Jerry meets with Mr. Lawson alone, but he doesn't even want to hear about his wife, and a fight breaks out between the men. Rivers saves Jerry, outraged that he should accept men. Jerry, having received a large sum, vows never to interfere in family relationships.
A woman knows the meaning of love, and a man knows its price.
The gynecologist Dr. Popkin addresses the companions. His friend Dr. Hinsei is writing a book about women's sexual behavior, so the doctor invites his companions to ask the patients some questions. His patient, Mrs. Lawson, recommended him to see them.
Simple Jerry decides to try, but some of his patients, outraged by intimate issues, leave and complain. Rivers advises stopping the survey.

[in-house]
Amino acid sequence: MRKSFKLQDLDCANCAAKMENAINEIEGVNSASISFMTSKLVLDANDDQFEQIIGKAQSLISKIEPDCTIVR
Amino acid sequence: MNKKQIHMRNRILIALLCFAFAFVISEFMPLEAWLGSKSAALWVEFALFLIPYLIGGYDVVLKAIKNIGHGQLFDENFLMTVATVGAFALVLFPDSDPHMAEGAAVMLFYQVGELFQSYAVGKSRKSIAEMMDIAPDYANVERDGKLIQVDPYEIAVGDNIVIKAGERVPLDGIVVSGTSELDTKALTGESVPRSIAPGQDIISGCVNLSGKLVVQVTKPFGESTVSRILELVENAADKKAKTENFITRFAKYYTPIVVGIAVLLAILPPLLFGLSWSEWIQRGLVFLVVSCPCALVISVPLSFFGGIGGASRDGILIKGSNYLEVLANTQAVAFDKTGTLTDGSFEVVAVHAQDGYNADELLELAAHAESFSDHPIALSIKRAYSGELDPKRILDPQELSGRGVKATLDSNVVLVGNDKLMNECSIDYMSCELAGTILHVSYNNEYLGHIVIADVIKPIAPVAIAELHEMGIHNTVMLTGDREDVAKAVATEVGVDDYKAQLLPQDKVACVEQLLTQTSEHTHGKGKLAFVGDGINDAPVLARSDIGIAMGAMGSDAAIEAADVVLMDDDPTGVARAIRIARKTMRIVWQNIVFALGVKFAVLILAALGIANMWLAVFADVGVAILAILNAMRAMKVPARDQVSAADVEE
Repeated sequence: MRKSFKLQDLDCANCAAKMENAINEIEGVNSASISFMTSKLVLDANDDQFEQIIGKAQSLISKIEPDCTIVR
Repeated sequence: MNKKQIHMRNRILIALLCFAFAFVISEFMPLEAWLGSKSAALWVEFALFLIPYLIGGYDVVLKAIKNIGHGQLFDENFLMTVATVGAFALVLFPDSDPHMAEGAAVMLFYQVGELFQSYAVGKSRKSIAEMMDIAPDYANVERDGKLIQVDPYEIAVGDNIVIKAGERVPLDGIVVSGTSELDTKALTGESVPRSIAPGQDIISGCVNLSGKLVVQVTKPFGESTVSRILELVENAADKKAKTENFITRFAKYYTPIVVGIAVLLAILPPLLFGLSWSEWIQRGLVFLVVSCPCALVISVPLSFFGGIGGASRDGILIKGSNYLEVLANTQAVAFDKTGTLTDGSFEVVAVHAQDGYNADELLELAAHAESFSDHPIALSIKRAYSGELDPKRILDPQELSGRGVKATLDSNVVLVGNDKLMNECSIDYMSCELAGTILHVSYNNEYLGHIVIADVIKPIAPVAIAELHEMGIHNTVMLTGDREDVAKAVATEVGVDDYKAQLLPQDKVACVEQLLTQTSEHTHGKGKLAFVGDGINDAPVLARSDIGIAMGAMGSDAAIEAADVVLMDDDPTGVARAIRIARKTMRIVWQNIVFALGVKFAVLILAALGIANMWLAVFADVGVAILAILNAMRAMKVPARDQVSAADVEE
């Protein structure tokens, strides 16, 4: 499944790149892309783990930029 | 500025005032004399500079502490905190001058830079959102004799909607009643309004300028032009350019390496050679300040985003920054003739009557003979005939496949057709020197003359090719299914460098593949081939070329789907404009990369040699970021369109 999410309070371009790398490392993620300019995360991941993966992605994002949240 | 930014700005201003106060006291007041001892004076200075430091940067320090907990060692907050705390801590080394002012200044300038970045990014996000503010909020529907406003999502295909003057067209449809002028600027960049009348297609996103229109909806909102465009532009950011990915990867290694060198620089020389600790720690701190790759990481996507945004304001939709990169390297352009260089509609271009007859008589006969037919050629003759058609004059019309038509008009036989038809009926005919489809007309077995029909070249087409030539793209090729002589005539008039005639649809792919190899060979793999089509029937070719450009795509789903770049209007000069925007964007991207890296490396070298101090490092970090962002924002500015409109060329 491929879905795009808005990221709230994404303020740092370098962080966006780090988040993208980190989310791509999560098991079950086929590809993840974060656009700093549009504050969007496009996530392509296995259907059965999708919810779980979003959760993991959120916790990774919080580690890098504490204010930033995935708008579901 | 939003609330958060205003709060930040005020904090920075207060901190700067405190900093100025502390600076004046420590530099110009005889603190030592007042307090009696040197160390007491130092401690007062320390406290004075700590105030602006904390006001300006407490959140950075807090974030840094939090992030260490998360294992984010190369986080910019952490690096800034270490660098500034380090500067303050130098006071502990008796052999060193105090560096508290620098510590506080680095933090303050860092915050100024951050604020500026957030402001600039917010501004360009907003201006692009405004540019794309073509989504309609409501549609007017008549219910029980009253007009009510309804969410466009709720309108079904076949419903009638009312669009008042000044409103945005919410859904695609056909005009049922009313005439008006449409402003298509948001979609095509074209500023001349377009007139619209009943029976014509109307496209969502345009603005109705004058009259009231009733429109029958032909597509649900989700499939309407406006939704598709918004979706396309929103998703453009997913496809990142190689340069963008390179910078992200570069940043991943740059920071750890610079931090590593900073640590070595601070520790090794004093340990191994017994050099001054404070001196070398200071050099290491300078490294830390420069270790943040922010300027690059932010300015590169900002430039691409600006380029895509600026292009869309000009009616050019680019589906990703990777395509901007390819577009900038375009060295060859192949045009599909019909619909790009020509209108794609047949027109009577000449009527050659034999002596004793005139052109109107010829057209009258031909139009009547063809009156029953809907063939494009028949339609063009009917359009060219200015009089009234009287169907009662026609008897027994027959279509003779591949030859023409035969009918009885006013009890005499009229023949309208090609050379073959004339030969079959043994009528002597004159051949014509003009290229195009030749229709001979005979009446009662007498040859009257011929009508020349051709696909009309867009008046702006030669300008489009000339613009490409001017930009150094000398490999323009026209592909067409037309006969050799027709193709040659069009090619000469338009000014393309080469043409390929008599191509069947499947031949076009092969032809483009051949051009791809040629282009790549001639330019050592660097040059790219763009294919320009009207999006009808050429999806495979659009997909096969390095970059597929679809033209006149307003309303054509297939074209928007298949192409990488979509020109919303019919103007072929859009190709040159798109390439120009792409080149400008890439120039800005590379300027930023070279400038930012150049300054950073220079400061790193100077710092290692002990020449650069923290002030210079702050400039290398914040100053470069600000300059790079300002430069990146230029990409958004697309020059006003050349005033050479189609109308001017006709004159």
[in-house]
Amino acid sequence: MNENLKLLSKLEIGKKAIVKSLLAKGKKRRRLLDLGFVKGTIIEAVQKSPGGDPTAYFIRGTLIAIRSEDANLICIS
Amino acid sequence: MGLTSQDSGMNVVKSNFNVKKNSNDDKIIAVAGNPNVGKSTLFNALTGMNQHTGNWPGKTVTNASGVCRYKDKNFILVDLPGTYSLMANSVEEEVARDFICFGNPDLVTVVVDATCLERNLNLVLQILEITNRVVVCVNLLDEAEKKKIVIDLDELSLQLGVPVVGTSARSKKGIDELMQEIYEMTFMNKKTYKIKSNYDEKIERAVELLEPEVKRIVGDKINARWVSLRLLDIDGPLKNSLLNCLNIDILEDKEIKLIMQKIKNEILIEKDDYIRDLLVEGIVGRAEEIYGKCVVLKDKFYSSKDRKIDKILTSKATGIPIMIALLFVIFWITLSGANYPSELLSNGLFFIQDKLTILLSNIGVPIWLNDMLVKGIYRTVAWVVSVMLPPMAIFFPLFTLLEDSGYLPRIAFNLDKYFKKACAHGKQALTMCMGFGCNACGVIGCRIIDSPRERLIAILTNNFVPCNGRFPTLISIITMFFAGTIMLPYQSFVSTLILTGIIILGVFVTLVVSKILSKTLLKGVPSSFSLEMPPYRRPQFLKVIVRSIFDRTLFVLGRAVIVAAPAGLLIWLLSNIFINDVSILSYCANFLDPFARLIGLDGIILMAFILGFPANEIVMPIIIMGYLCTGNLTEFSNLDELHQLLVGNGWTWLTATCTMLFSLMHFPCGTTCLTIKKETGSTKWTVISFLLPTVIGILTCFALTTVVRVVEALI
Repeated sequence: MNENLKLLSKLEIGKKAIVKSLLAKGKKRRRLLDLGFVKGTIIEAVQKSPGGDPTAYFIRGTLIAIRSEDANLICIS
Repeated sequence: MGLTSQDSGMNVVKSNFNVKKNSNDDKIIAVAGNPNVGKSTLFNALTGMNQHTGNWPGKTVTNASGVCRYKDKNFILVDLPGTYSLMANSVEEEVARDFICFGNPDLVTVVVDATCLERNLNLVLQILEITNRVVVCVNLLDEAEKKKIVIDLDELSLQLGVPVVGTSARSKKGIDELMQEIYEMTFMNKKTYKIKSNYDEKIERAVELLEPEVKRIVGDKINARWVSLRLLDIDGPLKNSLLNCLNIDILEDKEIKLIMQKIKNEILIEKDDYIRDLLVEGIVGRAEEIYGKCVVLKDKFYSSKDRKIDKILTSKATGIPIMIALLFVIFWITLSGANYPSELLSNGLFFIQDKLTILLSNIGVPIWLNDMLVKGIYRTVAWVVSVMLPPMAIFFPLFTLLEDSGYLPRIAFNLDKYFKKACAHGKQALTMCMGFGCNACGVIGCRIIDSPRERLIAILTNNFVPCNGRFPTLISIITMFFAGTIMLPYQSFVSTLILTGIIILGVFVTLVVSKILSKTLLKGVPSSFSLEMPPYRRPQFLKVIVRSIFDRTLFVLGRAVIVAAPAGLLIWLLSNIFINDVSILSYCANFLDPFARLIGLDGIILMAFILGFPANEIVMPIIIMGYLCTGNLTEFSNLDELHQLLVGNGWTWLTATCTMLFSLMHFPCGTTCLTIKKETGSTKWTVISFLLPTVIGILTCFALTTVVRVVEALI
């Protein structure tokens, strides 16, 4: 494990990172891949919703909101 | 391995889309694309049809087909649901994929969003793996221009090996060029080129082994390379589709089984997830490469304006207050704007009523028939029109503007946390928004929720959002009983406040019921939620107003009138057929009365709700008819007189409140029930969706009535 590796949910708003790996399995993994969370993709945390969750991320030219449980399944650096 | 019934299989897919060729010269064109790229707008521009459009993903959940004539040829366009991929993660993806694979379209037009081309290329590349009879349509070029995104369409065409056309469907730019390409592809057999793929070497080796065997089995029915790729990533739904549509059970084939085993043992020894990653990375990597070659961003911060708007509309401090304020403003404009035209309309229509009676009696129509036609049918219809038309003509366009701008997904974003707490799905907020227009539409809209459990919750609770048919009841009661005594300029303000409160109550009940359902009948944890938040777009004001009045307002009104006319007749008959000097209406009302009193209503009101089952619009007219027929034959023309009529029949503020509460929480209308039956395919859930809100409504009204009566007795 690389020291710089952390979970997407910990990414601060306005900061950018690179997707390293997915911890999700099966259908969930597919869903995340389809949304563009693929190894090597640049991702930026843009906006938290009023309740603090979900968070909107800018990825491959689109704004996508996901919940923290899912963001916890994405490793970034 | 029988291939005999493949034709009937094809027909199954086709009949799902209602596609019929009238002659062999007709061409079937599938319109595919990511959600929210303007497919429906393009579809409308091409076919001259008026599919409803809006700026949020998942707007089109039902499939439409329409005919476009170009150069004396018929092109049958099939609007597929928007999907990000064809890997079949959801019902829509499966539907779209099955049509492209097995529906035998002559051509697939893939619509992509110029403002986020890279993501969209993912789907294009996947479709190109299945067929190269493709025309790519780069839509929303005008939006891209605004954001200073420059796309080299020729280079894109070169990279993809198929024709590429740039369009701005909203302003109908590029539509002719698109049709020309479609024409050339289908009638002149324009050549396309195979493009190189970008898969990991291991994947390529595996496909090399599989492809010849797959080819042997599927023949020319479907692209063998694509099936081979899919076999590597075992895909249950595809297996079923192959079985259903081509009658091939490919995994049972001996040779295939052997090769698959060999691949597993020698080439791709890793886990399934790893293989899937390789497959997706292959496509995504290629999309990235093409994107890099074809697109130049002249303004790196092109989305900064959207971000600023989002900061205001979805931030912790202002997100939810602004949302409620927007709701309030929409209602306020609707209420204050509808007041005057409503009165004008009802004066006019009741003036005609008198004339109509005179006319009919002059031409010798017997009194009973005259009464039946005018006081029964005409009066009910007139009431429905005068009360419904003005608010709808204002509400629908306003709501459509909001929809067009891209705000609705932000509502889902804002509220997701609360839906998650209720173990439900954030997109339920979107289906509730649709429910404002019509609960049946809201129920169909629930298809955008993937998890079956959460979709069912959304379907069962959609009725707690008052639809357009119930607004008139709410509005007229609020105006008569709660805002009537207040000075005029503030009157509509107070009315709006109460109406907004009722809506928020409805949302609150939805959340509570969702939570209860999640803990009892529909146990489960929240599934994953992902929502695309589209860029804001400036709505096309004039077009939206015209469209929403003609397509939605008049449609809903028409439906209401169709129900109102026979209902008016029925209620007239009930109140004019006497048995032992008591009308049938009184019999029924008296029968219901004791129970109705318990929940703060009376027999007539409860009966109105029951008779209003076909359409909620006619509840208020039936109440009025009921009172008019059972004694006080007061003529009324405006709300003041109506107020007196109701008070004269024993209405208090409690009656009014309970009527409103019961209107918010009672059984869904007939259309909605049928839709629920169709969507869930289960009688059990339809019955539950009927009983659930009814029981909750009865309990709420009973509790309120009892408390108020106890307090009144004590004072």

Women must be treated with care. Each of them wants to know how other women live, but none of them wants to expose themselves.
Jerry is visited by an attractive young widow, Mrs. Lawford. The woman asks him to come to her house.
Jerry learns that Dr. Popkin is giving a speech denouncing Dr. Hinsei's book. Dr. Popkin calls on women to be free from men. It is revealed that Dr. Hinsei sponsored Dr. Popkin's speech himself. Now people will learn about the book and be interested in it.
Enchanted, Jerry massages Mrs. Lawford, who screams in pain. Suddenly, Charles Lawson enters the room, accompanied by neighbors, posing as Mrs. Lawford's brother and accusing Jerry of raping his sister. He demands that Jerry either pay the money or marry her. Jerry neutralizes Charles with a hammer blow on the nerve endings, but the woman asks to save her honor in front of the neighbors.